“I want my people to be accountable.”

“I want our people to be MORE accountable.”

“Our main issue this year is ‘accountability.’”

Sound familiar? Accountability is the No. 1 recurring theme throughout sales leadership in the United States. Sales leaders want their salespeople to be more accountable for their actions, activity, numbers and (of course) sales.

And it’s TOTALLY WRONG, TOTALLY BACKWARD, TOTALLY INSULTING and TOTALLY ANTI-SALES.

How’s that for an opinion?

REALITY: NO SALESPERSON WANTS TO BE ACCOUNTABLE. They got into sales so they WOULDN’T have to be accountable.

But sales leaders, even in their current CYA situation, have no concept of “field reality.” Rather, they implement some form of accountability through CRM (customer relationship management) and wonder why NO ONE uses it.

CRM is an advanced form of database that helps salespeople keep track of customers, and on the surface, it seems like a great tool. But it’s complex and cumbersome, and requires additional work. Leaders, who bought CRM for the wrong reason, expect all salespeople to document everything. They don’t.

CRM programs are the most-purchased, least-used software in the history of the computer. Why?

The reality is: CRM doesn’t help salespeople make sales.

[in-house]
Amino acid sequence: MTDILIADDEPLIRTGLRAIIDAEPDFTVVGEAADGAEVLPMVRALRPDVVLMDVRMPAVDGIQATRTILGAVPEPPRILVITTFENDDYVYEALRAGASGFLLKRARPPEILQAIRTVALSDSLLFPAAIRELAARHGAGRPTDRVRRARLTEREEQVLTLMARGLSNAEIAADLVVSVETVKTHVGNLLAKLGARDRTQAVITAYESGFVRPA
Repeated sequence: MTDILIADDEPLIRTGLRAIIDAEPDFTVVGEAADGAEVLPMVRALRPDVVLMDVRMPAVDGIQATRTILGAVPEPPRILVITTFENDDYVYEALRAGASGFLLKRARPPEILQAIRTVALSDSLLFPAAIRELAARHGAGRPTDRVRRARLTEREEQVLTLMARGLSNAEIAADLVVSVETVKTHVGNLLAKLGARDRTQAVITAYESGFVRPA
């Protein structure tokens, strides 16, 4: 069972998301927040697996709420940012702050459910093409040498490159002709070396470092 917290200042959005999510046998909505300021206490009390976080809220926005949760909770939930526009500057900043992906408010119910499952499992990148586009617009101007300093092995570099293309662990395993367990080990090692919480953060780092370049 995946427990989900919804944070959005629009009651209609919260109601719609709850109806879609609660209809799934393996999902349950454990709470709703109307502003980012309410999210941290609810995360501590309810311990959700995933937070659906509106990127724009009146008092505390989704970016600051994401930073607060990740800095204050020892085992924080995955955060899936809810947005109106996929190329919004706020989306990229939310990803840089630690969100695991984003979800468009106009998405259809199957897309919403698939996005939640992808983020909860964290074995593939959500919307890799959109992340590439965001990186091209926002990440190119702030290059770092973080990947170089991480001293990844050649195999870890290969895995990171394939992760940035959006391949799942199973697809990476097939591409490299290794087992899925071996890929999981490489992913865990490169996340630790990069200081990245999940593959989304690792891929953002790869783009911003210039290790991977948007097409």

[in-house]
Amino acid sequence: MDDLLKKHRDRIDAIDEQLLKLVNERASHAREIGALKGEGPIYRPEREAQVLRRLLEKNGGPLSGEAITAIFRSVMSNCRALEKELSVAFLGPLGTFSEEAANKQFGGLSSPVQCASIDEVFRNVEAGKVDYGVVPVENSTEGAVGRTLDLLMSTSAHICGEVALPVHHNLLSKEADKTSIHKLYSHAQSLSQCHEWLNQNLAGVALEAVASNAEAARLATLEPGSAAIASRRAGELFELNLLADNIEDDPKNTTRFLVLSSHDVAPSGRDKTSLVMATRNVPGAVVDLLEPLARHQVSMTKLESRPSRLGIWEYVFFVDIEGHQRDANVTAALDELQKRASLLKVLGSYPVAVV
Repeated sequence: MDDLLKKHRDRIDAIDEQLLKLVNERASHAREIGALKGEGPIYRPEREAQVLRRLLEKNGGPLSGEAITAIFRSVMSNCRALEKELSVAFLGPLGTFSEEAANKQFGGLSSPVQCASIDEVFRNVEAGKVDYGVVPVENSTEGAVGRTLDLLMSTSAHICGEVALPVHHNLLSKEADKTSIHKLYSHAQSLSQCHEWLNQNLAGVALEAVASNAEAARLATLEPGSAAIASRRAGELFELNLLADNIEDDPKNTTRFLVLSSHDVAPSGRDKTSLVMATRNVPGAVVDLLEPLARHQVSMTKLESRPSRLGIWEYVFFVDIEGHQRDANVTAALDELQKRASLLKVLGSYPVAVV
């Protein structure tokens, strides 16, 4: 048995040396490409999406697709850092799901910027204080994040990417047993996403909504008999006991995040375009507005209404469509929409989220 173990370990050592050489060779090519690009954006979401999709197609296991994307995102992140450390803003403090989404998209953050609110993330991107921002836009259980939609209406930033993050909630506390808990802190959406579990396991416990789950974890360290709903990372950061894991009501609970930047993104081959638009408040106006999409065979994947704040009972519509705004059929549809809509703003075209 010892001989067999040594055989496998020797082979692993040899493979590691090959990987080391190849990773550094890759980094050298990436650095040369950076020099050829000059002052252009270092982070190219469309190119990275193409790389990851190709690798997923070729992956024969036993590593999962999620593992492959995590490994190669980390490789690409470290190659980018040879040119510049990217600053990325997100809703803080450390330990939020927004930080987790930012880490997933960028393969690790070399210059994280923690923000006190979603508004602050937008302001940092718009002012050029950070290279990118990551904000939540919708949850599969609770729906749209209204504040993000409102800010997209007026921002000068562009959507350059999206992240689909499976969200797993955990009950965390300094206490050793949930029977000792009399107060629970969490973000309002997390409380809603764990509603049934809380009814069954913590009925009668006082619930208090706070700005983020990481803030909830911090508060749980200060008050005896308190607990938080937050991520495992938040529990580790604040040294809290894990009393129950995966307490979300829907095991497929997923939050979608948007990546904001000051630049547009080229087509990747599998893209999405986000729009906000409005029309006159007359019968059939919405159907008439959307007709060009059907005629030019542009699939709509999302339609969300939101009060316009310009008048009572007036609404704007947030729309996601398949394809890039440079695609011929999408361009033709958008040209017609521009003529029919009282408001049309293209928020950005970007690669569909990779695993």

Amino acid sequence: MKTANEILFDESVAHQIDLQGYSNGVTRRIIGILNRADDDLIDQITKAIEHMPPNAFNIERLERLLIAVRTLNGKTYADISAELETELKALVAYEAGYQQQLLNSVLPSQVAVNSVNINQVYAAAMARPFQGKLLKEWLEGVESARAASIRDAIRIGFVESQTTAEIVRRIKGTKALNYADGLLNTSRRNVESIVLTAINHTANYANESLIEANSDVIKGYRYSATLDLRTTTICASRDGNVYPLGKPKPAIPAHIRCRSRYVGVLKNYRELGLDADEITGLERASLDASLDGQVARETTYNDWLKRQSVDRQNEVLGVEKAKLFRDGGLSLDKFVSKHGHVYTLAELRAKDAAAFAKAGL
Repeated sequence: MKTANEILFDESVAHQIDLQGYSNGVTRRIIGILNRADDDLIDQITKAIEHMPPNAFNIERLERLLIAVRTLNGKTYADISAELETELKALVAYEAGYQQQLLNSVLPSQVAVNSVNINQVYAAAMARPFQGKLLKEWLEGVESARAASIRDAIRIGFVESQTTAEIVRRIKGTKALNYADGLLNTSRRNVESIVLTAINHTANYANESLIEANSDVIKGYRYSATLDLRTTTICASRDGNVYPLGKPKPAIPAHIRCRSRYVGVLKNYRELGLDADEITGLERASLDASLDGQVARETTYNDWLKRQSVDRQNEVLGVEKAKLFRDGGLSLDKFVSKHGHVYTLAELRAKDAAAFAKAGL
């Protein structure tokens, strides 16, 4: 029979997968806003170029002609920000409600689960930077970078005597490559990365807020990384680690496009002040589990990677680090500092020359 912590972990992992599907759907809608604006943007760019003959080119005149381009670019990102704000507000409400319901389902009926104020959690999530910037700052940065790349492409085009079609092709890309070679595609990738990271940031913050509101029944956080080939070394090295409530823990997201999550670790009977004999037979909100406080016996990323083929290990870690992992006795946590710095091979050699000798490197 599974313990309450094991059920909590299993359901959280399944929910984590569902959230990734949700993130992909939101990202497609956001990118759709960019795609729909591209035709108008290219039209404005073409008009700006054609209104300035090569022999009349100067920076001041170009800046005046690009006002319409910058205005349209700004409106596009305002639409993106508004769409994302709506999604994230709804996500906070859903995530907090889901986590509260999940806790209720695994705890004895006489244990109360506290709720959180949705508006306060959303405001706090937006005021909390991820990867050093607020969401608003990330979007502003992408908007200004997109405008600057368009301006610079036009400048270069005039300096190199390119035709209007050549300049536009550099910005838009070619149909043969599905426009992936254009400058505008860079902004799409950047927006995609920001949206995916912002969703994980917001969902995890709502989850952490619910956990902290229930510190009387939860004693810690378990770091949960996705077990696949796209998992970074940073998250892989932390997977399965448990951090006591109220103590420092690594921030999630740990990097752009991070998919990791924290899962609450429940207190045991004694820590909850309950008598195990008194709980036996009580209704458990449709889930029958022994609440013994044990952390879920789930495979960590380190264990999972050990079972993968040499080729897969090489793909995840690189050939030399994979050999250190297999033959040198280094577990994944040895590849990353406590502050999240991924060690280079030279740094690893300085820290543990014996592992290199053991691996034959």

Which brings me to today’s subject: accountability versus responsibility.

Sales leaders who want their people to be accountable are passing off their leadership duties to someone else and then blaming them for failure. Wrong approach.

Leadership and accountability are at the opposite ends of the spectrum, especially the sales spectrum.

THINK ABOUT IT THIS WAY: You’re accountable to me. (Not good.) I’m responsible for you. (Much better.) Responsibility has a much more inclusive meaning.

As a leader, you’re responsible for your actions, your people, your attitude, your leadership skills and certainly for your results.

As a leader, the only person you’re accountable to is yourself.

And if you pass on the same strategy and philosophy to your people, that THEY are…

• responsible for their actions

• responsible for their customers

• responsible for their attitude

• responsible for their sales skills

• responsible for their results

…your acceptance and respect as a leader will ensure positive growth.

If a salesperson takes responsibility for his or her knowledge, pipeline, customers, sales, income and success, your job as a leader shifts from a paranoid accountability manager to an encouraging, supportive leader.

What’s the difference?

• Accountability sends the wrong message. It implies forced leadership and micromanaging. It has at its base “you are” and “you must” as a process. It’s “childish.”

• Responsibility sends the right message. It’s individualized and team-oriented. It’s “I am” and “I will” as a process. It’s “adult.”

• If I’m accountable, it’s less likely that I’ll ever do my best or be my best. Rather, I’ll do what’s necessary and report at the deadline – or just after.

• “I’m responsible” has a chance to include character building and pride in my achievement and work.

• “I’m accountable” lowers morale and creates disdain on the part of salespeople.

In the end, accountability will still be “on message” and erroneously rule the sales airwaves, even though what I have written is truth and reason.

Jeffrey Gitomer can be reached by phone at (704) 333-1112 or by email at salesman@gitomer.com. © 2011 Jeffrey H. Gitomer